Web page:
Judge Wells said matter-of-factly that issues she has ruled are off-limits "will not come in." The judge's denial of Traficant's evidence the past few months contained a critique that what he supplied -- audiotapes, letters and affidavits -- appeared "staged and self-serving."
Traficant, still pushing to see how far his opening statement could go, wondered if he could say that threats had been made against him by FBI agents.
"If you can say the evidence will show that -- ," was all Judge Wells was able to say before Traficant cut her off.
"Then it's allowed?" he asked. "I do plan to show FBI agents made threats against me."
Judge Wells said she wouldn't rule in advance.
Traficant then resurrected his request to supply evidence that the judge had rejected.
"Oh, let's not go into that," Judge Wells said with a discernible sigh.
"I will offer witnesses that will testify to that," the congressman said, having the last word.
Appeal dismissed: The U.S. Court of Appeals for the 6th Circuit dismissed Tuesday an appeal of the ruling on a Traficant motion. The appeal contested Judge Wells' decision to permit documents the congressman says are privileged under the U.S. Constitution's Speech or Debate Clause. The court of appeals dismissed the case "for lack of jurisdiction." Federal prosecutors had opposed Traficant's appeal asserting the court did not have jurisdiction over the matter.
Traficant believed the documents were protected by the clause, which allows members of Congress immunity from legislative acts, statements made on the House floor or inserted in the Congressional Record.
Traficant had contended Judge Wells rewrote the Constitution by allowing the documents as evidence at his trial.
Although prosecutors supplied a list of more than 120 names of people who could be mentioned in the trial or called as witnesses, Traficant supplied none. Judge Wells read the names in open court to see if any prospective jurors had a connection to those on the list.
Complaints about jury: Before opening statements today, the judge was expected to deal with a problem Traficant brought to her attention after jurors left Tuesday. He said he wants a juror to be removed and grumbled that he had "saved a strike" to do it.
The congressman was permitted to eliminate 13 jurors without giving a reason. The government had nine strikes.
"He could have stood up and asked for a sidebar," Morford said, challenging the congressman's after-the-fact complaint. "To wait until the jury is sworn in is late in the day."
The judge told Traficant to file a motion if he wanted.
Rethinking that, she said, "Maybe we can clear it up at 8:30 [today]," her tone a bit weary.
Traficant arrived about 8:30 and filed two motions, one objecting to the juror he wanted to strike, and another again asking that his indictment be dismissed.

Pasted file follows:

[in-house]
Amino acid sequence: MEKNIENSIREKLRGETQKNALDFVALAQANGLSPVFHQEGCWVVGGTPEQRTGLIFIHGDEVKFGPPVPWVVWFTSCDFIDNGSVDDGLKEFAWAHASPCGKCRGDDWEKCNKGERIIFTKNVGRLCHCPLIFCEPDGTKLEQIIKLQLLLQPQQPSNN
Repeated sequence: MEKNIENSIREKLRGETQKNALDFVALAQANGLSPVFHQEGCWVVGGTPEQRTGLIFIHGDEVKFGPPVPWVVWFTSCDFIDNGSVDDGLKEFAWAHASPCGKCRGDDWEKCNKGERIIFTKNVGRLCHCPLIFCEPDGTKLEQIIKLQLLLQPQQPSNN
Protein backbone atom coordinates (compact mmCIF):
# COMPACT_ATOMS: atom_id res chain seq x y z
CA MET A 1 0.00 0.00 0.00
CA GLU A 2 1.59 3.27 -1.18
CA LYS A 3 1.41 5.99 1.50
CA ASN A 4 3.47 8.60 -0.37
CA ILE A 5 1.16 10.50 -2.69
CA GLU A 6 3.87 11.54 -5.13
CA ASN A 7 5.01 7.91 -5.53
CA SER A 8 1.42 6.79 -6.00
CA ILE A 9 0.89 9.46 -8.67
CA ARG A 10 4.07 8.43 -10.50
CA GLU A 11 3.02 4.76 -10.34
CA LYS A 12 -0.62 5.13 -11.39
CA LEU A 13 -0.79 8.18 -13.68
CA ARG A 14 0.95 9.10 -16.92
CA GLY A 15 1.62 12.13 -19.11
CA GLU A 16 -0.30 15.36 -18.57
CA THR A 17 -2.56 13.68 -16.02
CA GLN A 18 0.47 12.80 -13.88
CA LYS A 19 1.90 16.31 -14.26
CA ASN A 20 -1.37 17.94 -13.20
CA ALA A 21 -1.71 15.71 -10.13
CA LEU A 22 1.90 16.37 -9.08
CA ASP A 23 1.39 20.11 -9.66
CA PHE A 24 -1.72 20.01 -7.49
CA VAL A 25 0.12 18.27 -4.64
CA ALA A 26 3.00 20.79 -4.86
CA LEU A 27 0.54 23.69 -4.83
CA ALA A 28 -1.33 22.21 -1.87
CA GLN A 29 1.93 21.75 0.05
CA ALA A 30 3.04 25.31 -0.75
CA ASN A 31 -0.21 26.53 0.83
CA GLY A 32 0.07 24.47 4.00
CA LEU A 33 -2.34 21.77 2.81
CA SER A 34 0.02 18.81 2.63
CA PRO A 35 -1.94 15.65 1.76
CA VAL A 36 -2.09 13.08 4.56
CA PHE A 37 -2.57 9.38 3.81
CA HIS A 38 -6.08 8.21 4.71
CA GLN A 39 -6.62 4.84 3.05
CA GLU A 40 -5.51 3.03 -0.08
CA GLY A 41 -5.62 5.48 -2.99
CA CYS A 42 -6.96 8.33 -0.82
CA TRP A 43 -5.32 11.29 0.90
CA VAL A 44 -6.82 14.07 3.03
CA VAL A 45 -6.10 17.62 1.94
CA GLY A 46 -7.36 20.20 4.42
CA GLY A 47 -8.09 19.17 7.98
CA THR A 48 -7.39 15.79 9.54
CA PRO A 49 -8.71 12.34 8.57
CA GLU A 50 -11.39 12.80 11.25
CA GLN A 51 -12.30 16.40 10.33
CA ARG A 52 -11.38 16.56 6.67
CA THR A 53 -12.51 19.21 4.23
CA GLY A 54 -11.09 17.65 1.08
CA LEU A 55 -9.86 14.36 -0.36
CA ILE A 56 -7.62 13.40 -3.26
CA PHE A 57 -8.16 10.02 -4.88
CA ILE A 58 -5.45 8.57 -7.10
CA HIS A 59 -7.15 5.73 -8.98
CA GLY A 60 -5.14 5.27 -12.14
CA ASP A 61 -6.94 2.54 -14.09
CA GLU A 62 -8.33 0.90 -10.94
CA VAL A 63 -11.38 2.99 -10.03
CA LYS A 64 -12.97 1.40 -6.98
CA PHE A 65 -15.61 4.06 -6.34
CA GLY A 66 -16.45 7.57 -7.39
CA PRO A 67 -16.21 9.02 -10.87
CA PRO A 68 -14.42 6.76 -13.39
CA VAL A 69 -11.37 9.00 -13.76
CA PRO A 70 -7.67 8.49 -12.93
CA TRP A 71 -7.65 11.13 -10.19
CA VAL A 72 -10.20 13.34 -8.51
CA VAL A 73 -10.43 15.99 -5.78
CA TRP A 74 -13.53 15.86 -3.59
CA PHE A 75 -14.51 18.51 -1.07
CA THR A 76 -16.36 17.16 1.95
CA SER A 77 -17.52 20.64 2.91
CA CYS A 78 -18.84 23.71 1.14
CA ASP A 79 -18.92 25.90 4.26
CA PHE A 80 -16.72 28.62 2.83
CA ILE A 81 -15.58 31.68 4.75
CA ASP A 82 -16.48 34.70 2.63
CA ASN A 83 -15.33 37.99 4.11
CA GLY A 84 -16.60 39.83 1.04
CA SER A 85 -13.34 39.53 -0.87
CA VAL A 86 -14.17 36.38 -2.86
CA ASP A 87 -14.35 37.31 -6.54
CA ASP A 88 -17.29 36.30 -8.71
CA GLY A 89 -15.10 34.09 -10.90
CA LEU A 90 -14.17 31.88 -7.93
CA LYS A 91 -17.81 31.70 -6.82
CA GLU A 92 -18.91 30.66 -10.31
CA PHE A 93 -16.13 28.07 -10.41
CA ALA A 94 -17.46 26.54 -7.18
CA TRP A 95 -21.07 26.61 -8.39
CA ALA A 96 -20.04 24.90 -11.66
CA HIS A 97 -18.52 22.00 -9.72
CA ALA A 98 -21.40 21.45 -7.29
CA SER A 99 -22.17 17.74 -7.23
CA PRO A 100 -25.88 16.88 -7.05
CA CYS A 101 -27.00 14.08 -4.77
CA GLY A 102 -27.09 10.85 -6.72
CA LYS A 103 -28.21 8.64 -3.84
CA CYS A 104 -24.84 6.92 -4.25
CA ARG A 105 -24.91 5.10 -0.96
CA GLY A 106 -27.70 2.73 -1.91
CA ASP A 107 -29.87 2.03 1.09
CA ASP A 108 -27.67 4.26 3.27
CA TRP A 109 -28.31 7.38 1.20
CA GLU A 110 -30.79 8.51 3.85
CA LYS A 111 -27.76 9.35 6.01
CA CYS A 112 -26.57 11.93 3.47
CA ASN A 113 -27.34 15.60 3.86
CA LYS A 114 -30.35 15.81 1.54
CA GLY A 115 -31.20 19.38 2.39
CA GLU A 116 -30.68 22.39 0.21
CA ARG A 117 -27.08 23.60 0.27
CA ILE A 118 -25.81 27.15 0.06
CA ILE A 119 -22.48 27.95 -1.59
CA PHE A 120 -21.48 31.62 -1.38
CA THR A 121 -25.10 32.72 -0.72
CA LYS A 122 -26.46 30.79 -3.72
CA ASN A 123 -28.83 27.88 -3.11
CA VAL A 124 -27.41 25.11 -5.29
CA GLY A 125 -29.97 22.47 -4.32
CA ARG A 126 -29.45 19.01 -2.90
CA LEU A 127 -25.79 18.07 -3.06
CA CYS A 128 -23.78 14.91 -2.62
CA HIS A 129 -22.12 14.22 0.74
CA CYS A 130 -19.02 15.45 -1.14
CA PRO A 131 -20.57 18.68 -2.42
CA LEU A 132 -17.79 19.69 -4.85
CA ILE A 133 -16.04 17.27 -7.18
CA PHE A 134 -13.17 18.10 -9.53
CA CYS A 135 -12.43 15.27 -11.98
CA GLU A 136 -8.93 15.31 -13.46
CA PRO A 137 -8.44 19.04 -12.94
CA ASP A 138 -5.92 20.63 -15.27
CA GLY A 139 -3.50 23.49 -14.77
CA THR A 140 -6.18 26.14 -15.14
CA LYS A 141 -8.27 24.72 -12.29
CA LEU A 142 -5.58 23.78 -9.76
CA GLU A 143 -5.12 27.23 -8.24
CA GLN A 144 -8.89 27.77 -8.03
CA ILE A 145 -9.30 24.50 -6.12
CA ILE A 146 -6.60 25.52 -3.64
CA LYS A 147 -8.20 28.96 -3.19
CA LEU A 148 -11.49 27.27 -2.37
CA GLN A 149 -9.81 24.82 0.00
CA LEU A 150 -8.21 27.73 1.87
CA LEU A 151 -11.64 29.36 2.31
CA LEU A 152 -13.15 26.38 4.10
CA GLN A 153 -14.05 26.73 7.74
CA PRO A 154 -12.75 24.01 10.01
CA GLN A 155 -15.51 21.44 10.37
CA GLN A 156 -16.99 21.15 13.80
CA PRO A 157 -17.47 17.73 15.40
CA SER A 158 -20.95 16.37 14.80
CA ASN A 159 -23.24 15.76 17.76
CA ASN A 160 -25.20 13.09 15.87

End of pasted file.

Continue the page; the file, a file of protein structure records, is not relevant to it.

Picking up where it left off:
The second motion will be filed with the U.S. Court of Appeals.
Traficant said he was renewing the motion he filed asking that his indictment be dismissed, based on the absence of jurors from his congressional district. He maintains the rule that draws jurors by courthouse location was enacted a month after his original indictment in May 2001.
His superseding indictment was handed up in October 2001.
After court Tuesday, Traficant complained that the government removed prospective jurors who had even the thinnest link to Youngstown. His home is in nearby Poland.
During the challenges for cause (good reason), Traficant tried to exclude those who had any connection to the FBI, IRS or any law enforcement agency.
Of one prospective juror whose brother-in-law works for the IRS, Traficant said, "I can see a family doing on a Sunday and at the table the IRS agent, with a smirk, saying, 'You're on the Traficant trial.'"
The judge excused the juror.
The congressman also zeroed in on jurors who answered that defendants should have to prove their innocence.
Traficant, not amused, wanted a juror gone whose family has made jokes about him.
Morford said the jokes weren't about things Traficant had done, the jokes were about the congressman's hair.
The juror was not excused for cause but was not selected for the final jury.
The government challenged for cause -- but Traficant wanted to keep -- a 30-year-old salesman from Avon Lake whose friends told him this about the congressman: "This guy's cool -- he must be Italian." The judge didn't excuse him as a juror, but the government obviously used one of its strikes because the man didn't make the final cut.
Words of advice: Jurors were told to be ready to take their seats at 9 a.m. today. Judge Wells said they should dress comfortably and bring reading material for down times.
"This beautiful but old courtroom goes hot and cold, we never know," she said from the bench of her ornate workplace, unchanged since 1910. She then offered advice on what to wear to accommodate erratic changes in temperatures: "As my grandchildren tell me, 'Layer, layer.'"